BANGKOK, Thailand – Bangkok is bracing for the expected arrival of Tropical Storm Gaemi, which hit Vietnam yesterday and is likely to affect many Thai provinces, including the capital, from today.
The Meteorological Department said yesterday that the storm had a maximum wind speed near the centre of 80 kilometres per hour and was moving west at 25 kph when it arrived on Vietnamese shores yesterday evening.
The department said the storm was expected to arrive in Thailand today, when it will cause heavy rains and strong winds in many provinces of the East, lower Northeast and Central parts of the country, according to the weather-forecasting agency.
Provinces in the West and the South of Thailand were likely to be affected tomorrow and on Tuesday, it said.
The Bangkok Metropolitan Administration (BMA) has set up 10 operation centres as part of measures to tackle the flood threat from storm Gaemi, while the Water and Flood Management Commission urged the Thai public not to panic because main rivers were able to handle the expected heavy rains.
Bangkok Governor MR Sukhumbhand Paribatra presided over a meeting of city executives and related agencies on the likely impact from Gaemi at the BMA Drainage Office yesterday morning. Although the storm shouldn’t strike Bangkok directly, it would bring rain to the capital, Sukhumbhand said. The BMA Drainage Office has set up operation centres at 10 sites to tackle possible storms and rain.
They are at the Thupathemi Stadium; under the Lat Phrao overpass at Pradit Manutham Road; opposite Greenspot Drinks Factory on Sri Nakarin Road; at Pongphetch market on Ngam Wong Wan Road; at the Royal Plaza; at the Hong Kong-Penang Market; at a PTT gas station on outbound Vibhavadi-Rangsit Road; at the Bang Khunthien Chai Talae Road junction with Rama II Road; at the Phetkasem Road junction with Kanchanaphisek Road; and at Siriraj Hospital on Prannok Road.
The Drainage Office also installed 284 mobile water pumps at various places and added 11 more water-pushing machines at Klong Lat Phrao, Klong Bang Khen, Klong Premprachakorn and Klong Saen Saeb.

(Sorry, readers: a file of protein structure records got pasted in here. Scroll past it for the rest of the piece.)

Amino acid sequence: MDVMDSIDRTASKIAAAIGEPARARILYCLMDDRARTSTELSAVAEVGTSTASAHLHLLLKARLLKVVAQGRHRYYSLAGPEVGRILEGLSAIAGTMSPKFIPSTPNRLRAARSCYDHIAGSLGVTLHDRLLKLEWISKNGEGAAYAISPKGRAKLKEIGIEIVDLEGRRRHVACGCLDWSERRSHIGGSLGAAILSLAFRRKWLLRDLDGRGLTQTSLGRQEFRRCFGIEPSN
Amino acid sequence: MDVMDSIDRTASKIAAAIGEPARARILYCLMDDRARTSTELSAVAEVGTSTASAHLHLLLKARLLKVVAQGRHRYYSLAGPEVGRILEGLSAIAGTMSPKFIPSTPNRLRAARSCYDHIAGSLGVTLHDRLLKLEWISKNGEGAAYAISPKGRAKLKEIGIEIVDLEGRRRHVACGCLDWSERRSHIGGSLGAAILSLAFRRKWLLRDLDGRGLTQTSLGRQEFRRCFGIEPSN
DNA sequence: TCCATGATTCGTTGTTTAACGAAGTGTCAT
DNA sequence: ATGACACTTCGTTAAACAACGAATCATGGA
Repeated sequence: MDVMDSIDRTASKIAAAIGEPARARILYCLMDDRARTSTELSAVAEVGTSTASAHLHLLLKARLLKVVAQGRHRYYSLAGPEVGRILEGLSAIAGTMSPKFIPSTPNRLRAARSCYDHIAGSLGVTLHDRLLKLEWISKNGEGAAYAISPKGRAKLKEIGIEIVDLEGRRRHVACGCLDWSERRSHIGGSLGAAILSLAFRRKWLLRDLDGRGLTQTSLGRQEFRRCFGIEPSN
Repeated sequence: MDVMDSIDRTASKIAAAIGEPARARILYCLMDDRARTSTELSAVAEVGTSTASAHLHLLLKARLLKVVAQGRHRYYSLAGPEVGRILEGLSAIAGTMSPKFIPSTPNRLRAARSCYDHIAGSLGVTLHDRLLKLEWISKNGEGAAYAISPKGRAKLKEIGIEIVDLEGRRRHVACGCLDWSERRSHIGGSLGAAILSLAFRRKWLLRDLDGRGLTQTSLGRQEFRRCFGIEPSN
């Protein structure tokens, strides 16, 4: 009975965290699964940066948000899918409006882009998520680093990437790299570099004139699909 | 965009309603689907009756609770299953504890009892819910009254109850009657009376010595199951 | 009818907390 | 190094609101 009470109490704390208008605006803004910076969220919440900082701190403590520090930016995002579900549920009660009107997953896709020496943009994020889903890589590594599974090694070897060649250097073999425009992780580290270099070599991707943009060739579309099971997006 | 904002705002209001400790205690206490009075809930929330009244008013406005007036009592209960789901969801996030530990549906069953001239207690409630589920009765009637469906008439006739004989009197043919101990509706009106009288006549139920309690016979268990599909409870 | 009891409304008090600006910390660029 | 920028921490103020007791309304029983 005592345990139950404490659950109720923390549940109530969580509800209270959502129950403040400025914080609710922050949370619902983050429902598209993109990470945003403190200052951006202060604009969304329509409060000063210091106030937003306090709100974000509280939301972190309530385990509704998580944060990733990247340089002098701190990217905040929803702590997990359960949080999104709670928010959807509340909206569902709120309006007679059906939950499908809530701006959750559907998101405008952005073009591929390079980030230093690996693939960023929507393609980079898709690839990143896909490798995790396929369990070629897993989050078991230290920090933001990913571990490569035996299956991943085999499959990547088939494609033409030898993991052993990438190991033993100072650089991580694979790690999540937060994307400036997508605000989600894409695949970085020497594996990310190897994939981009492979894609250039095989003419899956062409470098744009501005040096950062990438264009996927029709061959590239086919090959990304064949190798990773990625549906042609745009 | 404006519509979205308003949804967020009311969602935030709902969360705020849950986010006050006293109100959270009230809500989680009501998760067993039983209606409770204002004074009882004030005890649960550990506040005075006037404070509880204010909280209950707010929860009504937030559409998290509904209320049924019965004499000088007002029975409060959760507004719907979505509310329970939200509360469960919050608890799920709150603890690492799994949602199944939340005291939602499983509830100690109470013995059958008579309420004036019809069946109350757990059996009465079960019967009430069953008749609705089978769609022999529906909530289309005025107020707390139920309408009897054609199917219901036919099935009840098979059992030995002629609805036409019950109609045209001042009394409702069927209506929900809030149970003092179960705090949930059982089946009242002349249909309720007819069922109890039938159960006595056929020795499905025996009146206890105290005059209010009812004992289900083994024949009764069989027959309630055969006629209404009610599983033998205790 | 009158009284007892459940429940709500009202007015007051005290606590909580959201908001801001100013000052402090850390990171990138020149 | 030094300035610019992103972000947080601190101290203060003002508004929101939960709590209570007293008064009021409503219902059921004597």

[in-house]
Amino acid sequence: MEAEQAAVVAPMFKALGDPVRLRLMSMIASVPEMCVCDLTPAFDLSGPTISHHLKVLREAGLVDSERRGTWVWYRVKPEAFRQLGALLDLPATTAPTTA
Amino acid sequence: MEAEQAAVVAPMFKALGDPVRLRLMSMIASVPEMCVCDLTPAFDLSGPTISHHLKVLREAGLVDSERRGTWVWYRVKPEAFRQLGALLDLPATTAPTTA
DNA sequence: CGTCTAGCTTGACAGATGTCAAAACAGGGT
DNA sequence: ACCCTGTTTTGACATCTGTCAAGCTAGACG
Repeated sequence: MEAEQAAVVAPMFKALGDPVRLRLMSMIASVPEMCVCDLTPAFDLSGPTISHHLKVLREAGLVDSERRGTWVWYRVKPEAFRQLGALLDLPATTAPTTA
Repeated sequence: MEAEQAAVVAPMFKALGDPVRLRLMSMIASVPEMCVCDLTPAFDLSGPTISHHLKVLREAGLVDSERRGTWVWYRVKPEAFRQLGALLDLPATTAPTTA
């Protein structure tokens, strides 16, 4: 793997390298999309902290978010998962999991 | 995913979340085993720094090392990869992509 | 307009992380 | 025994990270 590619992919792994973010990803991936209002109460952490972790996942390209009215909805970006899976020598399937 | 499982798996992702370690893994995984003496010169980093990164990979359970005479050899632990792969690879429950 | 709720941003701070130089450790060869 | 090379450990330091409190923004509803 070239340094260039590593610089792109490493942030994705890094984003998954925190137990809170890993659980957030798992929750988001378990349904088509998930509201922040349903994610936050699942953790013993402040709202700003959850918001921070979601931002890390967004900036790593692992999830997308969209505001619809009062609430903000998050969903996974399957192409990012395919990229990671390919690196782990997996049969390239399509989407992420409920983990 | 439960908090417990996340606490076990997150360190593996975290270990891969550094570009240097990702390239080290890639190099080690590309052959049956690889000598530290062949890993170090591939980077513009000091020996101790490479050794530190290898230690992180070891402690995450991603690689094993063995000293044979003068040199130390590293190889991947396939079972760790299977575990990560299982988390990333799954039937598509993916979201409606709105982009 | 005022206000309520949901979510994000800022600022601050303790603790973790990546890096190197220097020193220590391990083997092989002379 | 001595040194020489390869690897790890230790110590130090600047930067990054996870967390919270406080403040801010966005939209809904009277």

They also placed 29 water-pushing boats at Klong Thawee Wattana, Klong Phraya Ratchamontri, Klong Song, Klong Lat Phrao and Klong Bang Khen, while releasing water from key canals such as Klong Ong Ang, Klong Bang Lamphu, Beuang Pibulwattana, Beung Makkasan and Beung Nong Bon.
The BMA also obtained 50 water pumps from the Mineral Resources Department to install at sluice gates and drainage stations and 22 water-pushing boats from the Royal Thai Navy to place at key canals. The Klong Thawee Wattana sluice gate would be 40cm-ajar and the Min Buri sluice gate 50cm-ajar to help Pathum Thani residents better handle possible floods, Sukhumbhand said.
City administrators have also updated its websites for people to follow weather conditions
and the flood situation at: or http://dds.bangkok.go.th/ and opened 20 phone lines at 02 248 5115 to provide information and flood reports around the clock.
Meanwhile, the chairman of the Water and Flood Management Commission’s sub-committee on water situation analysis, Royol Chitradon, said earlier yesterday on the weekly TV and radio show “Yingluck’s Government Meets the People” that Tropical Storm Gaemi would hit Thailand tomorrow or Tuesday, causing heavy rain in Rayong, Chanthaburi, Chon Buri and Bangkok.
The storm would then intensify as it moves to the Gulf of Thailand, leading to heavy rainfall in Phetchaburi and Ratchaburi tomorrow through till Wednesday, he added.
Royol said a joint operation centre was set up to monitor the situation in Bangkok. Water-pushing boats have been placed in major canals and water pumps also installed to drain water into canals on the west and east sides of the capital, he said, adding that the drainage of water in Bangkok had improved. He believed authorities could control the situation in Bangkok.
In Kanchanaburi, the Electricity Generating Authority of Thailand (Egat) increased the amount of water released from Sri Nakarin and Vajiralongkorn dams from 10 million cubic metres to 20 million cubic metres on Friday, to make way for the expected rainwater. Meanwhile, Nakhon Ratchasima’s Lam Phra Ploeng Dam was at 92 per cent of its capacity. Officials there affirmed they could still support storm-triggered rainwater and said the storm would bring the water level at the province’s reservoirs up in preparation for the dry season.